Please use this identifier to cite or link to this item:
Appears in Collections:Faculty of Social Sciences Book Chapters and Sections
Title: Policies for the knowledge economy: Knowledge discourses at play
Author(s): Fenwick, Tara
Contact Email:
Editor(s): Malloch, M
Cairns, L
Evans, K
O'Connor, BN
Citation: Fenwick T (2011) Policies for the knowledge economy: Knowledge discourses at play. In: Malloch M, Cairns L, Evans K & O'Connor B (eds.) The SAGE Handbook of Workplace Learning. London: Sage, pp. 319-330.
Keywords: knowledge economy
workplace learning
educational policy
Knowledge economy
Employees, Training of
Organizational learning
Issue Date: 2011
Date Deposited: 21-Feb-2012
Abstract: This chapter examines diverse discourses of knowledge embedded in state policies set forth specifically to mobilize lifelong learning for the global knowledge economy. The discussion draws from the literature as well as examples of federal policy documents in Canada related to its Innovation Strategy launched in 2002. At least two broad policy directions have been at play in these policy documents. One continues to emphasise skill acquisition in a conventional deficit-oriented, individualist and universalist model of work education, where the educational goals are upskilling through control and measurement. The other urges innovation as the prime mover of the new economy, where the goals are formulating (and attracting) a ‘creative class’ through environments conducive to invention. It is suggested that, rather than creating the bifurcated skill economy that some have argued, these trajectories actually appear to create distinct but overlapping knowledge scapes or networks. These networks contain fundamental ambiguities and discontinuities about the meaning and value of knowledge in a knowledge economy, spaces which may open possibilities for educators. The chapter proceeds in three sections. The first examines diverse notions of knowledge and skill that have proliferated in policies and critical responses linked to the knowledge economy discourse. The second discusses specific examples of federal policies in Canada that illustrate many of these currents. The third section discusses the ambiguities and tensions apparent in such policies, showing the play of knowledge discourses that invite openings for alternate conceptions of workplace learning and the knowledge economy.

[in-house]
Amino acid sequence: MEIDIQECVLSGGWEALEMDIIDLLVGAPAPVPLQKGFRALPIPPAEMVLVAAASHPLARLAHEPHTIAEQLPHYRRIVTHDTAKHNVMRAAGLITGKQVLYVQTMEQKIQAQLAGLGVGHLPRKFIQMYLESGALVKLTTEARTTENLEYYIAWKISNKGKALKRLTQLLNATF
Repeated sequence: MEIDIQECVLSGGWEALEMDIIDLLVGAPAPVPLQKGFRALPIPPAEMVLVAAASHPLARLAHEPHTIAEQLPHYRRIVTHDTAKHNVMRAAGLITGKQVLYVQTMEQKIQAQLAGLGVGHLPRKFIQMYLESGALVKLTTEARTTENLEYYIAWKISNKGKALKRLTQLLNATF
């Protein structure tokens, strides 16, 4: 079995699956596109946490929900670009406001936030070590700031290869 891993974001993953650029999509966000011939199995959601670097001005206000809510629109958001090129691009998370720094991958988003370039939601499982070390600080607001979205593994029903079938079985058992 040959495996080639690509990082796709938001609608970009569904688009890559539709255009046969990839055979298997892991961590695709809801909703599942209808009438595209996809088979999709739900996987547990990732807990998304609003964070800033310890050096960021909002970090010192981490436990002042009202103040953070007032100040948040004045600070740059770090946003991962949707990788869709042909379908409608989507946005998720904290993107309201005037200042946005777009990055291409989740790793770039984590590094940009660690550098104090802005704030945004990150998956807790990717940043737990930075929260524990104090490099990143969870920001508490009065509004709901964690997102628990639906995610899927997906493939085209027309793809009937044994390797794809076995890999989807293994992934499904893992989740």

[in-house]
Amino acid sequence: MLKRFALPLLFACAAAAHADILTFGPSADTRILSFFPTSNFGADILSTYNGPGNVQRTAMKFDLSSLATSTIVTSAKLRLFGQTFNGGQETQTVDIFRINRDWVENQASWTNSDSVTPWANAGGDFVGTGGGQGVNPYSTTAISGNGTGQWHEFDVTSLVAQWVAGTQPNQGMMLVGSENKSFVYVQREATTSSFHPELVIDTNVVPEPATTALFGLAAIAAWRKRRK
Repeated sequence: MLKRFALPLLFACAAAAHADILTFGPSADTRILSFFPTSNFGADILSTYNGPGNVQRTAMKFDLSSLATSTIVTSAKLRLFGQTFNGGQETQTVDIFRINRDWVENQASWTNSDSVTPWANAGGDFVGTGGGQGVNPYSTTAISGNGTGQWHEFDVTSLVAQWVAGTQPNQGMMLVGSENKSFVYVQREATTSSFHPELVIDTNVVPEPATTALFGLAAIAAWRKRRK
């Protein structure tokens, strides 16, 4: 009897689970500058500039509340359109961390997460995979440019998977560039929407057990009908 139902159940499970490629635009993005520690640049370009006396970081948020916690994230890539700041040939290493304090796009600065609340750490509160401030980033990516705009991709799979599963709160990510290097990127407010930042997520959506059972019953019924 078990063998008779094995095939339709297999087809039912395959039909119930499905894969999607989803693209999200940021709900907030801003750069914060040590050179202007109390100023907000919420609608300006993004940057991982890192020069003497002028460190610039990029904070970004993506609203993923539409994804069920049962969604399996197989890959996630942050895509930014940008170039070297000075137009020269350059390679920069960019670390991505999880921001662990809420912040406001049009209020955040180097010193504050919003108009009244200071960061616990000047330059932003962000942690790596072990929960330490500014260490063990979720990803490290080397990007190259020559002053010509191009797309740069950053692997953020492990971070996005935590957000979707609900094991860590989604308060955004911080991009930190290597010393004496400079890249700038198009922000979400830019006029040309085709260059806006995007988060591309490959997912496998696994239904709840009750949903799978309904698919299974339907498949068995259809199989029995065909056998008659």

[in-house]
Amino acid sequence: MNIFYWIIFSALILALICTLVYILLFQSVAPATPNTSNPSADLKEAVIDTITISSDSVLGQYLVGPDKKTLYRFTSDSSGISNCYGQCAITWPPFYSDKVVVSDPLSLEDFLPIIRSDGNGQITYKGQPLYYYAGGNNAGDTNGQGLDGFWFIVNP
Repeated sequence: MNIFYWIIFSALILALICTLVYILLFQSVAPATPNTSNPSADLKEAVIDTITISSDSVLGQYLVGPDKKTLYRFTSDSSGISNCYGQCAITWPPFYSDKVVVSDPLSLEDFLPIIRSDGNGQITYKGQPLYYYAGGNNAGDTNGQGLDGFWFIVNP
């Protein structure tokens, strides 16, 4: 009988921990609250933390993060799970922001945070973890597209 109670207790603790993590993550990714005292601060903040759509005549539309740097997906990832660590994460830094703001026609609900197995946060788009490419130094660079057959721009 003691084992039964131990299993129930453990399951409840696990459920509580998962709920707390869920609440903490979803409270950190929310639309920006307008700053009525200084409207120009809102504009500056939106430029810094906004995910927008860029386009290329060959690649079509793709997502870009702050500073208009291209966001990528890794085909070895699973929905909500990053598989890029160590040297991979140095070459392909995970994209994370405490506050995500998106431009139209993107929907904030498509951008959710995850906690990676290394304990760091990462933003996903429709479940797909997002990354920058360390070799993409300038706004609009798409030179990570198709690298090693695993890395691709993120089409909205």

Rights: This item has been embargoed for a period. During the embargo please use the Request a Copy feature at the foot of the Repository record to request a copy directly from the author. You can only request a copy if you wish to use this work for your own research or private study. Published in The SAGE Handbook of Workplace Learning by Sage:

Files in This Item:
File Description SizeFormat 
1_Ch-Policies KE.pdfFulltext - Accepted Version206.79 kBAdobe PDFView/Open
Ch-Policies KE.pdfFulltext - Accepted Version206.79 kBAdobe PDFView/Open

This item is protected by original copyright

Items in the Repository are protected by copyright, with all rights reserved, unless otherwise indicated.

The metadata of the records in the Repository are available under the CC0 public domain dedication: No Rights Reserved

If you believe that any material held in STORRE infringes copyright, please contact providing details and we will remove the Work from public display in STORRE and investigate your claim.